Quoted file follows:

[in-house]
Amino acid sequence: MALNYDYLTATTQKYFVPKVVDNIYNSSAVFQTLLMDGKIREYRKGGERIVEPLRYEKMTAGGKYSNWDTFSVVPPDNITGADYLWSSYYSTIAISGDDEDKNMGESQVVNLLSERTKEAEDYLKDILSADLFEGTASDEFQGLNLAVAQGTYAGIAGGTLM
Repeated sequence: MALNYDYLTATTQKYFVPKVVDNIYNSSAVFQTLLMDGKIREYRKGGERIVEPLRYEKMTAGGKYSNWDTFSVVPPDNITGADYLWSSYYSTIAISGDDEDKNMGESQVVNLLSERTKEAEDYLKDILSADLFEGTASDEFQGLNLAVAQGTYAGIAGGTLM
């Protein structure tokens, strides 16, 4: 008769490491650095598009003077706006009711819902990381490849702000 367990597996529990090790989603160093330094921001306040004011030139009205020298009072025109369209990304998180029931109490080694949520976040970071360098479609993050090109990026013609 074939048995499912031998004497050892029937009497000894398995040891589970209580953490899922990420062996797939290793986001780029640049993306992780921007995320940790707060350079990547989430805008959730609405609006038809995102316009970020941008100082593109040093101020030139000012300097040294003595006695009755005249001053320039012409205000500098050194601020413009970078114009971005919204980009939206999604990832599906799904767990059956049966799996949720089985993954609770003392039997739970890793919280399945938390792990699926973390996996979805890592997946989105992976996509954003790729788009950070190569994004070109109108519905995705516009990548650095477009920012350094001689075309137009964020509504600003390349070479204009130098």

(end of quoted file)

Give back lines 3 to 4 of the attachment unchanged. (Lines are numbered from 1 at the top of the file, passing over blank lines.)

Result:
Repeated sequence: MALNYDYLTATTQKYFVPKVVDNIYNSSAVFQTLLMDGKIREYRKGGERIVEPLRYEKMTAGGKYSNWDTFSVVPPDNITGADYLWSSYYSTIAISGDDEDKNMGESQVVNLLSERTKEAEDYLKDILSADLFEGTASDEFQGLNLAVAQGTYAGIAGGTLM
């Protein structure tokens, strides 16, 4: 008769490491650095598009003077706006009711819902990381490849702000 367990597996529990090790989603160093330094921001306040004011030139009205020298009072025109369209990304998180029931109490080694949520976040970071360098479609993050090109990026013609 074939048995499912031998004497050892029937009497000894398995040891589970209580953490899922990420062996797939290793986001780029640049993306992780921007995320940790707060350079990547989430805008959730609405609006038809995102316009970020941008100082593109040093101020030139000012300097040294003595006695009755005249001053320039012409205000500098050194601020413009970078114009971005919204980009939206999604990832599906799904767990059956049966799996949720089985993954609770003392039997739970890793919280399945938390792990699926973390996996979805890592997946989105992976996509954003790729788009950070190569994004070109109108519905995705516009990548650095477009920012350094001689075309137009964020509504600003390349070479204009130098």